immigration-status evidence of a party
or a witness shall not be admissible,
except where immigration status is
“an essential fact to prove an element
of a party’s cause of action.” The only
exceptions arise when a civil plaintiff is
awarded future lost wages or reinstatement, both of which may be reviewed
only in a post-trial proceeding. In other
words, the jury will make its award
without regard to a person’s immigration status, which should not be
mentioned or discussed with potential
jurors during jury selection, opening
statement, or closing argument.
Section (b)( 1) sets forth two limited
circumstances in which immigration-status evidence may be handled
through a Civil Rule 59(h) motion. The
rule balances concerns about immigration status prejudice against a defendant’s legitimate need — in limited
cases — where reinstatement or future
lost wages are awarded.
Under section (b)( 1)(A), parties may
submit a post-trial motion disclosing
immigration-status evidence where a
prevailing party who received a future
lost-earnings award is subject to a final
order of removal in immigration proceedings; a court may review the proffered
evidence to determine whether to adjust
the future lost-earnings award. Subsection (b)( 1)(B) also permits post-trial
review where the prevailing party seeks
job reinstatement, avoiding a potential
conflict with federal law prohibiting the
employment of undocumented persons.
Section (b)( 2) is procedural. A
party intending to offer such evidence
must file a written motion under seal
pursuant to GR 15. The court must then
hold a hearing in camera. If the court
determines that the evidence may be
used, it shall make findings of fact and
conclusions of law regarding the use of
that evidence. The papers and record of
the hearing must be sealed, unless the
court orders otherwise.
IMPACT ON DISCOVERY
ER 413 will also give judges an explicit
basis for granting protective orders
regarding immigration status. A protec-
tive order could be justified where the
discovery is not “reasonably calculated
to lead to the discovery of admissible
evidence.” CR 26(c).
Immigrants have a basic right to access
our justice system. If tort victims and
workers go uncompensated, the social
safety net will become overtaxed and
dangerous conditions will continue unchecked. Victims of domestic violence
and other crimes also need protection.
ER 413 promotes basic fairness for
immigrants and members of racial
and ethnic minorities. It also gives
attorneys and judges the guidance they
need to handle immigration evidence,
fostering consistency regarding immigration-status evidence. NWL
DAVID MARTIN is the
Chair of the Domestic
Violence Unit at the King
County Prosecuting At-torney's Office in Seattle.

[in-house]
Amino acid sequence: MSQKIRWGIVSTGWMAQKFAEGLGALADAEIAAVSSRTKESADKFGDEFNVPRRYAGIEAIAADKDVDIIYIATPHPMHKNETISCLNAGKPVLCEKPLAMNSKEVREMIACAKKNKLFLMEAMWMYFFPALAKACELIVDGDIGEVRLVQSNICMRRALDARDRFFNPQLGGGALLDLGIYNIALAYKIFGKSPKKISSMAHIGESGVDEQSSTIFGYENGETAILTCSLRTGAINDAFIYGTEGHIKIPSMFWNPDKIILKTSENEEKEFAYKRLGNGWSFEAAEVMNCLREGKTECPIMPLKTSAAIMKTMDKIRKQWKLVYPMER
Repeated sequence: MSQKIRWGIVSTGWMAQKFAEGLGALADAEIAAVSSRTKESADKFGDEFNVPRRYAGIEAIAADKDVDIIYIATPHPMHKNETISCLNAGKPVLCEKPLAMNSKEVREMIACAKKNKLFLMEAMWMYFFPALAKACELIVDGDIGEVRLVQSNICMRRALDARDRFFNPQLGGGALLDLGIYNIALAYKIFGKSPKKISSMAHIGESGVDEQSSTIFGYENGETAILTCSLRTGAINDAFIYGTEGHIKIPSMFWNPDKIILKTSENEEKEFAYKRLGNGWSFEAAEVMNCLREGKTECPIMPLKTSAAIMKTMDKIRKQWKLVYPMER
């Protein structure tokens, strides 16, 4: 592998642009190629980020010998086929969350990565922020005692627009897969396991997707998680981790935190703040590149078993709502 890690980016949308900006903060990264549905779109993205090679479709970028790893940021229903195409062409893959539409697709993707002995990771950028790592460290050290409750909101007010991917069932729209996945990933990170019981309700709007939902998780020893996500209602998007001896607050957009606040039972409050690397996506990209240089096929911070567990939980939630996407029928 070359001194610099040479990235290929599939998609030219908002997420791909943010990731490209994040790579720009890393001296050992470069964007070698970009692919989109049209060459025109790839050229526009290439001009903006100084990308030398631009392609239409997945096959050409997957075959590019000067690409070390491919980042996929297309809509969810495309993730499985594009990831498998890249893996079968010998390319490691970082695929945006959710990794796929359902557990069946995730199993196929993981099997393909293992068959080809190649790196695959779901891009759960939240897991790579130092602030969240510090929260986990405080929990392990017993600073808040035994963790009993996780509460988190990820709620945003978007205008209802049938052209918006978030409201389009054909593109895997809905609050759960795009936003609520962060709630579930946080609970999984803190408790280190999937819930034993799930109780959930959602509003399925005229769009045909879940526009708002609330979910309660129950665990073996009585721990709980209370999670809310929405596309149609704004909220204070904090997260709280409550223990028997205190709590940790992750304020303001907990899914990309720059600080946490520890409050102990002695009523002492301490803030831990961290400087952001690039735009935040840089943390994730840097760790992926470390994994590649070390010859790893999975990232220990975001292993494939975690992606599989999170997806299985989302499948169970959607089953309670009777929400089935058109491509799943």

He can be reached at david.martin@
KEN MASTERS has been
litigating civil appeals for
over 25 years. He chairs
the Washington State Bar
JOE MORRISON works
for Columbia Legal
Services in Wenatchee
and represents primarily
agricultural workers in
class actions. He can be reached at
1. The rule was proposed by a coalition of
advocates from Columbia Legal Services,
the Washington Association of Prosecuting
Attorneys, Northwest Immigrant Rights
Project, Legal Voice, and Ken Masters.
2. ER 413 is not to be confused with the court’s
2013 adoption of a formal comment to RPC
4. 4(a) prohibiting attorneys in civil cases
from inquiring into a person’s immigration
status in order to “obstruct that person
from participating in a civil matter.” RPC
4. 4 comment 4; see also The Unethical Use
of Immigration Status in Civil Matters,
NWLawyer, March 2014.
3. Federated Publications, Inc. v. Swedberg, 96
Wn.2d 13, 17, 633 P.2d 74, 76 (1981).
4. Lowset v. Seattle Lumber Co., 38 Wash. 290,
292, 80 P. 431, 432 (1905); Stratton v. C.H.
Nichols Lumber Co., 39 Wash. 323, 331-32
(1905) (raising insurance issues during
voir dire required new trial).
5. Alan Calnan, The Insurance Exclusionary
Rule Revisited: Are Reports of Its Demise
Exaggerated?, 52 Ohio St. L.J. 1177, 1178
6. 5A Wash. Prac., Evidence Law and Practice
§ 411.1 (West 5th ed.).
7. 5A Wash. Prac., Evidence Law and Practice
§ 412.1 (West 6th ed. 2016).
8. Id. at §§ 412.3 & 412.5.
9. Salas v. Hi Tech Erectors, 168 Wn.2d 664,
672, 230 P.3d 583 (2010).
10. See Washington Courts Domestic Violence
Bench Guide for Judicial Officers, Appendix F (2015); and 22 U.S.C.A. § 7101 ( 20).
11. Id., see also Victims of Trafficking and
Violence Protection Act of 2000, Pub.
L. 106–386, sec. 1513(a)( 1)(A) (2000);
Guadalupe T. Vidales, Arrested Justice: The
Multifaceted Plight of Immigrant Latinas
Who Faced Domestic Violence, J. Fam.
Viol. 25, 533 (2010); Angelica S. Reina, et.
al., “He Said They’d Deport Me”: Factors
Influencing Domestic Violence Help-Seek-ing Practices Among Latina Immigrants,
J. Interpersonal Violence 29 ( 4), 593-615
(2014); Sarah M. Wood. VAWA’s Unfinished
Business: The Immigrant Women Who
Fall Through the Cracks, Duke J. Gender
L. & Pol’y, 11, 141-155 (2004). Numerous
case history examples of how abusers use
threats of deportation to silence victims